The Player of Games - Iain M. Banks

The Player of Games

By Iain M. Banks

  • Release Date: 2009-12-01
  • Genre: Adventure
4.5 Score: 4.5 (From 236 Ratings)


The Culture - a human/machine symbiotic society - has thrown up many great Game Players, and one of the greatest is Gurgeh. Jernau Morat Gurgeh. The Player of Games. Master of every board, computer and strategy. Bored with success, Gurgeh travels to the Empire of Azad, cruel and incredibly wealthy, to try their fabulous game...a game so complex, so like life itself, that the winner becomes emperor. Mocked, blackmailed, almost murdered, Gurgeh accepts the game, and with it the challenge of his life - and very possibly his death.

Praise for Iain M. Banks:

"Poetic, humorous, baffling, terrifying, sexy -- the books of Iain M. Banks are all these things and more" -- NME

"An exquisitely riotous tour de force of the imagination which writes its own rules simply for the pleasure of breaking them." -- Time Out


  • 100 Words or Less

    By JRubino
    Banks creates a challenge: a world without problems and characters without worry, and then asks us to care. Halfway through this novel, I didn’t care. So what if the Gamer might lose some prestige (in a society where there’s little if any). So what if he may not win a high profile political/societal contest. It’s a bit like arguing over a D&D dice roll. Yet … in the end, Banks does a decent job. His story still lacks any real emotional pull, but it’s well written, expertly thought out, and enjoyable. Though that sets the bar low, it’s enough.
  • Great Introduction to "The Culture" and Iain M. Banks

    By tomeetoe
    I confess that I've been reading sci-fi for more than 40 years now, and have had plenty of disappointments. Banks' work has yet to be. "Player of Games" is a great way to be introduced to his "Culture" universe. The action is straightforward, the story is thoughtful and thought provoking. His characters and prose leave me wanting more. He's got a wicked sense of humor, and a wonderful imagination, wonderfully realized in this and his other books. Take a trip to the far future, and enjoy the ride!
  • Slow to develop but fun

    By Doticus
    This book takes much longer to develop the characters and plot than 'consider phlebas' but you are sucked in nicely by the end.
  • A unique and fascinating story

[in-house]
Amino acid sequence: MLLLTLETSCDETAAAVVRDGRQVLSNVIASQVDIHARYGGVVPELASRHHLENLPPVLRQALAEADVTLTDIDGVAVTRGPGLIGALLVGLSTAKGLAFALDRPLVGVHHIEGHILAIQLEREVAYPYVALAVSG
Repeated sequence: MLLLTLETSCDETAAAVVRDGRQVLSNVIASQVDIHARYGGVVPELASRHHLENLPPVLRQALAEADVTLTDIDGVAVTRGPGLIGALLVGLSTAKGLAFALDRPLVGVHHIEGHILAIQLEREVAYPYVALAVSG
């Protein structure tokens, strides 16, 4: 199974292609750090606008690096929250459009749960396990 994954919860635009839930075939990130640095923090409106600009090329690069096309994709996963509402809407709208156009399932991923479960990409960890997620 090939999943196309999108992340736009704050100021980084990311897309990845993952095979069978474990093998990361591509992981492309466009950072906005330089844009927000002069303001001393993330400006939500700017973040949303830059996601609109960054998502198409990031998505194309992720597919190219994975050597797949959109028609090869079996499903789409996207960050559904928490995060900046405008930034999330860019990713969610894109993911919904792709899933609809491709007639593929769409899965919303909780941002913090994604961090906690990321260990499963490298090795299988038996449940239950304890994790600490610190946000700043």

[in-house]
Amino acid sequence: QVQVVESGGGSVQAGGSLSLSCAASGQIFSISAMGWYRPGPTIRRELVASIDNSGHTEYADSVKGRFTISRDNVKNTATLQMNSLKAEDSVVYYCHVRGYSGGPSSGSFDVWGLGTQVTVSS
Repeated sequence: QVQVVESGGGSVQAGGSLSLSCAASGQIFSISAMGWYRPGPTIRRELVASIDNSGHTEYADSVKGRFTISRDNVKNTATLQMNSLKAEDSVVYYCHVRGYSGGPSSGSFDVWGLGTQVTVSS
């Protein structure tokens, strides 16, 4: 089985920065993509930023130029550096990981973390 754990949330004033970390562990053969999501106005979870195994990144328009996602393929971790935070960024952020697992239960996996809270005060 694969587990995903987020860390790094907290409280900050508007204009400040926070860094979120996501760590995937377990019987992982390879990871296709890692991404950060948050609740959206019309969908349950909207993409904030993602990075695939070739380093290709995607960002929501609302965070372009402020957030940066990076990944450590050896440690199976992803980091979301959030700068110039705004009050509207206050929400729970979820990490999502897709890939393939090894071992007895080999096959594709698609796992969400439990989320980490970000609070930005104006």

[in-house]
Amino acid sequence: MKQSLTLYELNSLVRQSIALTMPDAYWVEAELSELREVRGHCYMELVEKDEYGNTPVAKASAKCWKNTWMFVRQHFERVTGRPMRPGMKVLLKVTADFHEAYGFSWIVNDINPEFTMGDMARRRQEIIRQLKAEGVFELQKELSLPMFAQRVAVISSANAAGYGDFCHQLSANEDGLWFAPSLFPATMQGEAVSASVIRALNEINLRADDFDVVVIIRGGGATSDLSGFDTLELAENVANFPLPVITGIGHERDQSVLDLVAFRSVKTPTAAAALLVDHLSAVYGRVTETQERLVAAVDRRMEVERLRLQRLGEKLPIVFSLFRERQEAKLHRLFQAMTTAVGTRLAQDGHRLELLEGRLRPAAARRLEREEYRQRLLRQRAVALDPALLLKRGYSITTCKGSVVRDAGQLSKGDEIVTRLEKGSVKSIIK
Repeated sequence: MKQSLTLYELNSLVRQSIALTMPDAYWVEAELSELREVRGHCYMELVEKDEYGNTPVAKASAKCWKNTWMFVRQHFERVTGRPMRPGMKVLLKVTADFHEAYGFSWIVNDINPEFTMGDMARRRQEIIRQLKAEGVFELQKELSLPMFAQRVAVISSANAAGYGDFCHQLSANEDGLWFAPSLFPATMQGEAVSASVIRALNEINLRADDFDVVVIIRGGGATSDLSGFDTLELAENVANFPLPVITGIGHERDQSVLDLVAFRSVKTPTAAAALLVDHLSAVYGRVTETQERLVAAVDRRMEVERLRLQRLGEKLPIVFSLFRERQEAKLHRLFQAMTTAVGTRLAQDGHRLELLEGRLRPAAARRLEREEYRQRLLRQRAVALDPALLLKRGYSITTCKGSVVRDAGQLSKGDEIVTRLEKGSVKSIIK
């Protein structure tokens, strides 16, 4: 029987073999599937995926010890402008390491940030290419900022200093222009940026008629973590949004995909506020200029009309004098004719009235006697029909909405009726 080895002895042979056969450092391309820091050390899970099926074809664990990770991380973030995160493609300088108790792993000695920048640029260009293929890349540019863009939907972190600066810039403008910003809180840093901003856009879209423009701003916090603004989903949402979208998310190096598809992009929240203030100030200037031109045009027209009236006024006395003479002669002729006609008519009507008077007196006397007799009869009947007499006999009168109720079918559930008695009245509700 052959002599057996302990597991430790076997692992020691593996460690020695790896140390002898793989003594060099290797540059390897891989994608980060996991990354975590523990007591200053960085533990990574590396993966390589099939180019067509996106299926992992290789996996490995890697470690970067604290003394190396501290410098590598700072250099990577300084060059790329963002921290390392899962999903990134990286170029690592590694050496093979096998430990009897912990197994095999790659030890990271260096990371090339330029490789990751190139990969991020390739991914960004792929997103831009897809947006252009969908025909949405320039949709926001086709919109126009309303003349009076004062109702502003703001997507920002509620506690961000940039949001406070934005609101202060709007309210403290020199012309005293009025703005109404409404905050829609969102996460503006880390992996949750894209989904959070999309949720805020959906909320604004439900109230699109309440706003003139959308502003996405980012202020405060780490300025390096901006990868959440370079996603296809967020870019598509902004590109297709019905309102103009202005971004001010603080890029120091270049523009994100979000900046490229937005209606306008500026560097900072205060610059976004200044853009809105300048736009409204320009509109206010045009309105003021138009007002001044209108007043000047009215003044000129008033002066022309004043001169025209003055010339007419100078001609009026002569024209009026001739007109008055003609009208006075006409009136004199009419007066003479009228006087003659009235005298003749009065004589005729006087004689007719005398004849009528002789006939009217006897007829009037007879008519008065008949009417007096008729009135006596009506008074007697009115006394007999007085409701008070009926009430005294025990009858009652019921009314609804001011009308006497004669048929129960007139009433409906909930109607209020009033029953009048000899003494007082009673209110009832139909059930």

By thespark
    I've come to Iain Banks rather late in the game and even later to his Science Fiction, having started with his other work, in particular, the delightful "Whit". Two books into the Culture novels, I've really come to appreciate Banks' heady brand of science fiction. This book is laced with clever wordplay and lyrical prose that serve the genre well. The slow, deliberate pace, rather than frustrating the reader, gives Banks an opportunity to flesh out the characters that is rare in science fiction. The universe in which the action takes place is similarly fully realized; but not through long-winded elaborate explanations. Banks chooses instead to weave these details into the fabric of his story - allowing us to take them for granted while still teaching us everything we need to know about the culture. Finally, the story is a useful one, a bit of a meditation on self-importance and the intersection of cultures. Highly recommended.
  • The Player of Games

    By cgroscoe
    I can't remember which Iain Banks book was the first I read, but I've read most of them now and enjoyed every one. I still think The Wasp Factory was masterful. This book was more like comfort food. That's not a bad thing. Sometimes you want comfort food! Here Banks reused his pan-universal societal creation of The Culture, introduced in an earlier novel, to serve as a ready-made context to enable the tale of Gurgeh, a kind of Bobby Fisher to the nth degree, to be told. Gurgeh must use his acumen as a player of games in a contest against an alien empire founded on a game of splendid intricacy that determines the social standing of its every member, even the Emperor. Of course, things are not as egalitarian as they seem, and what our hero discovers give him a fire in the belly to show those aliens how superior he is, and by extension, The Culture as well. There are moralistic concepts invoked (e.g. free love), classic themes employed (good vs. evil) and a good story told, but none of this is explored in great detail or taken to extremes. There were times when I didn't want to put the book down, and at the end I was satisfied. I know that Iain Banks is capable of much more, but this book--it was good enough.
  • F'in great!

    By Rickfishnj
    All of Banks' Culture work is fantastic and highly recommended.
  • A fine introduction to The Culture

    By Jeff Rawlings
    This is not the first book set in the Culture universe, or the best - but it is the first one I read, and so it has a special place for me. I first picked it up for the title, as I am a game lover, and in that aspect I enjoyed the novel even with the description of the actual game more vague than I would have preferred. The main reward, though, was as my introduction to the Culture universe, a series that has been consistently rewarding for the decade I have been reading it. Highly recommended... You are in for a treat.